New Year, New You


Staff Report

The New Year has arrived. The preceding holiday season can be a challenging time when it comes to eating right and exercising. Many people are looking to the New Year as a time to make big changes. Some people call them resolutions, others refer to them as a promise of self-improvement – but in one way or another, almost everyone is making plans for 2016.

“I think the New Year is a great time for a fresh start,” says Diane McArtor, RD, LDN, CDE, an outpatient dietitian at Bayhealth. “The holidays are so hectic. The New Year is the perfect time to refocus.”

Making simple diet changes can have a big impact. McArtor suggests making meals at home as an alternative to eating at restaurants. Not only will it save some calories, it’s better for your wallet.

“If you never eat at home, make a goal to eat at home a few nights week,” says McArtor. “The slow cooker is a good option for busy families. Food can be cooking while you are at work.”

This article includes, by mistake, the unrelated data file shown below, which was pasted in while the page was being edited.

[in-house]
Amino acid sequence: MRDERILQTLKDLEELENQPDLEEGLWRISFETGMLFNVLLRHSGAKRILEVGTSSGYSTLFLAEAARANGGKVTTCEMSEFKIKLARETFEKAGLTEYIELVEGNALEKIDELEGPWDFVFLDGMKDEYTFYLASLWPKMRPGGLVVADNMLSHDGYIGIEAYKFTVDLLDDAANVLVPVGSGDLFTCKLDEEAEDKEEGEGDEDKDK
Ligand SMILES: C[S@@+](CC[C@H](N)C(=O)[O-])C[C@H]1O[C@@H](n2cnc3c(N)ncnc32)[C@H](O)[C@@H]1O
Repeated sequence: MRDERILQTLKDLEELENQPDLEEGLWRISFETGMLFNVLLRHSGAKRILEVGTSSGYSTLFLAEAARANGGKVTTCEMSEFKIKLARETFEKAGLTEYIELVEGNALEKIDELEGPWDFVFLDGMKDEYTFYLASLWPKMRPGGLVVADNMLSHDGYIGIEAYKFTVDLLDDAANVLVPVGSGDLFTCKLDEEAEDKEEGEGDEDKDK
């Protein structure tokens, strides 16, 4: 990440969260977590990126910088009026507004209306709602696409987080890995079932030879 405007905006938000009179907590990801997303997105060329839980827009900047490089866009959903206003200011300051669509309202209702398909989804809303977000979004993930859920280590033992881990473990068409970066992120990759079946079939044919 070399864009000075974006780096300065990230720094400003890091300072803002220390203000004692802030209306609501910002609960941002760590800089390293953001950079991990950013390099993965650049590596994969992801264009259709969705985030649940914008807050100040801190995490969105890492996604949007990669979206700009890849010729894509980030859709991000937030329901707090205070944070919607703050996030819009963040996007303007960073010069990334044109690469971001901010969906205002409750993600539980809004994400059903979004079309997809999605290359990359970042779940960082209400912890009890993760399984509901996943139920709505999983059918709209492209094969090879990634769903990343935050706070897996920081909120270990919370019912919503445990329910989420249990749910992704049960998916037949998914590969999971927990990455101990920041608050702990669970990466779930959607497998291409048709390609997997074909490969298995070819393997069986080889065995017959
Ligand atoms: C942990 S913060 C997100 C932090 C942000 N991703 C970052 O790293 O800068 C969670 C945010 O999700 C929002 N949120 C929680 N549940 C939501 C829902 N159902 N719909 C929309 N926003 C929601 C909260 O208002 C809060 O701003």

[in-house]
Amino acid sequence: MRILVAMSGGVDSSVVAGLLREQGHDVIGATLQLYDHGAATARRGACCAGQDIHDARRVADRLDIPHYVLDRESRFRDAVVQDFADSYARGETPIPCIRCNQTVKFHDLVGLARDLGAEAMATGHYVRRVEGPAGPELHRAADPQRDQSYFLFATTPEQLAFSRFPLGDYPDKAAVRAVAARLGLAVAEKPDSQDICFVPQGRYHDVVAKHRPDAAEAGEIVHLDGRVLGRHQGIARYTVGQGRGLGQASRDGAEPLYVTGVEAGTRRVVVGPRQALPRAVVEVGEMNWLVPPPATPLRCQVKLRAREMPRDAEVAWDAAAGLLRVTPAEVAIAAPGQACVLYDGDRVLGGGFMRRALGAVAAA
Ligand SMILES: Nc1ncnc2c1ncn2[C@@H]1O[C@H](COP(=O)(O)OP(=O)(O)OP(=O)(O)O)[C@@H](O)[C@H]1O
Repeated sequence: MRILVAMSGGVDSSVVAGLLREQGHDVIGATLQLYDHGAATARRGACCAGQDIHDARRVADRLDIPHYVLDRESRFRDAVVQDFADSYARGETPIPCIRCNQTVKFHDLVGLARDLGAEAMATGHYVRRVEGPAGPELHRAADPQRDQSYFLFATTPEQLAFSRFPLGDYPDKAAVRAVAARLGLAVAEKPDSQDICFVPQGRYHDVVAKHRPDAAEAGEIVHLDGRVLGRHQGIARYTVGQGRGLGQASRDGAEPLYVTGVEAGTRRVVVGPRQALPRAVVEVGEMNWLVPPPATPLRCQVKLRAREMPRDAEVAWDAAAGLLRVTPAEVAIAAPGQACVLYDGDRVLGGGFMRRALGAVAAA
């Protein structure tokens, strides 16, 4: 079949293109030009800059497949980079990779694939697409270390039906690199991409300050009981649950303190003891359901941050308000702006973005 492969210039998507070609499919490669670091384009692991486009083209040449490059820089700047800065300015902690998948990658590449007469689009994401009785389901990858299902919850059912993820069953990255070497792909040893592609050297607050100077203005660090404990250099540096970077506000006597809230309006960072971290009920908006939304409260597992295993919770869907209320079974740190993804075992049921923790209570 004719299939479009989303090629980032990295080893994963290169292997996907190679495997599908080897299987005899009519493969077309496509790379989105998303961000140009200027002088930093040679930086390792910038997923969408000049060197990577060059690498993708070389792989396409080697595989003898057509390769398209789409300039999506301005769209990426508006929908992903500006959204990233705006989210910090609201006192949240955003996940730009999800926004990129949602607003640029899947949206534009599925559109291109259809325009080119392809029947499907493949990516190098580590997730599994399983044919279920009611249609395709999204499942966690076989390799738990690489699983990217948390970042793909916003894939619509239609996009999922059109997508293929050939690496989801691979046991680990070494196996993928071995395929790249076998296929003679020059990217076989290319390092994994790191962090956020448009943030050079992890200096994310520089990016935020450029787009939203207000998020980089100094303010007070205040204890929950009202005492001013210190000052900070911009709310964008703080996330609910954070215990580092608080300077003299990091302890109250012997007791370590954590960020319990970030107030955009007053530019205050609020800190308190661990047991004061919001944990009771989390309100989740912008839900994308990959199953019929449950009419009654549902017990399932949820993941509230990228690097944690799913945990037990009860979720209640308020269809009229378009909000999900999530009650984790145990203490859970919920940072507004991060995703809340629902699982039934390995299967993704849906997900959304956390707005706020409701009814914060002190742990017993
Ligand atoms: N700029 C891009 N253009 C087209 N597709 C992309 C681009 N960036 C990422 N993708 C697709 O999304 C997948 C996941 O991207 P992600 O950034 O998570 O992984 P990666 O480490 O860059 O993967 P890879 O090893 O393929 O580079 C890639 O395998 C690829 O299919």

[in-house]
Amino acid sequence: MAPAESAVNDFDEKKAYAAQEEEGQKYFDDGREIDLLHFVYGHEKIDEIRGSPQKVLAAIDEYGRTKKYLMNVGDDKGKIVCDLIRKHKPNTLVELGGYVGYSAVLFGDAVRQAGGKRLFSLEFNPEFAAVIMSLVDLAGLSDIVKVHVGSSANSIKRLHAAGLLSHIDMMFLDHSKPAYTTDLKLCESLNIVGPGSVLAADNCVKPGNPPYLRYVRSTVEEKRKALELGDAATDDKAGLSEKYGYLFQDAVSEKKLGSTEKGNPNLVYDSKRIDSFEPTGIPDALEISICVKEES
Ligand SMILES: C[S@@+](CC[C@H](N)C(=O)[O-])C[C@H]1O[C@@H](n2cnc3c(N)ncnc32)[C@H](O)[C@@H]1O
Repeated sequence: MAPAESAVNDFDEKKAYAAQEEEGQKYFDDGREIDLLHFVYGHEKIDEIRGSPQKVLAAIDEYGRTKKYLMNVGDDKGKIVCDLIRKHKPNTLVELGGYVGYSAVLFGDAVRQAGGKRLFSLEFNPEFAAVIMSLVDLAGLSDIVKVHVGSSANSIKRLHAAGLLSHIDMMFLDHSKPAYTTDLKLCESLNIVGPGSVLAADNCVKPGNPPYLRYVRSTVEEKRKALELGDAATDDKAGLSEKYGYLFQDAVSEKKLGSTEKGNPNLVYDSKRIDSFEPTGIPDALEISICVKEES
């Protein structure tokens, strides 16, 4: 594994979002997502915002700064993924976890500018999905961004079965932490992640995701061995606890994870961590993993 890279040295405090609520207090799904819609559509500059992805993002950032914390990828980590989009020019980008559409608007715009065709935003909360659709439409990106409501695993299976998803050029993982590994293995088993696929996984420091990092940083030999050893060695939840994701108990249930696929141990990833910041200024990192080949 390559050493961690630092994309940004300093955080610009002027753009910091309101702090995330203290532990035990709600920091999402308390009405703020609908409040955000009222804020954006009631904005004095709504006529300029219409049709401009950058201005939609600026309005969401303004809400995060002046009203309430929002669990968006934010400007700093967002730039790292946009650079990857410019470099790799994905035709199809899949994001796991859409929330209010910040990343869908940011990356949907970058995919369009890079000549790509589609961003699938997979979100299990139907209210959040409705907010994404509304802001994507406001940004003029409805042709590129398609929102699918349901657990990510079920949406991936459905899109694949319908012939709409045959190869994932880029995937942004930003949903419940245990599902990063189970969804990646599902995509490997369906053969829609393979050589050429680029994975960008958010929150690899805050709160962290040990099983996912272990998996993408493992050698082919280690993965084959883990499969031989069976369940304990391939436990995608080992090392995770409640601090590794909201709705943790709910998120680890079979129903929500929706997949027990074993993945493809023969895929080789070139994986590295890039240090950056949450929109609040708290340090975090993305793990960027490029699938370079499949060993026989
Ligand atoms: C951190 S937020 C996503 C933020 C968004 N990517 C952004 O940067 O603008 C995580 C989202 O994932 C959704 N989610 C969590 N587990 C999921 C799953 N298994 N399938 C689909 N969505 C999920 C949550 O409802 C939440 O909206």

When it comes to exercise, McArtor suggests slowly building up a workout regimen.

“For the majority of people it works best to make small changes over time,” says McArtor. “Maybe start with a 15 or 20 minute walk and work your way up to 30 minutes. Maybe you’ll start jogging as you build up your endurance.”

In the end, it’s important to remember no one is perfect.

“It’s hard to make changes. In the beginning of the year we are so excited to eat right and exercise, and then we get busy and life gets in the way,” says McArtor. “It doesn’t have to be all or nothing. You will have late-night meetings or several after school activities for the kids. Maybe you couldn’t cook a few nights this week. That’s okay. You can always get back on track.”

If you are interested in talking to an outpatient dietitian, consult your primary care physician. If you have any questions about services offered by an outpatient dietitian, call 302-744-6828 or go to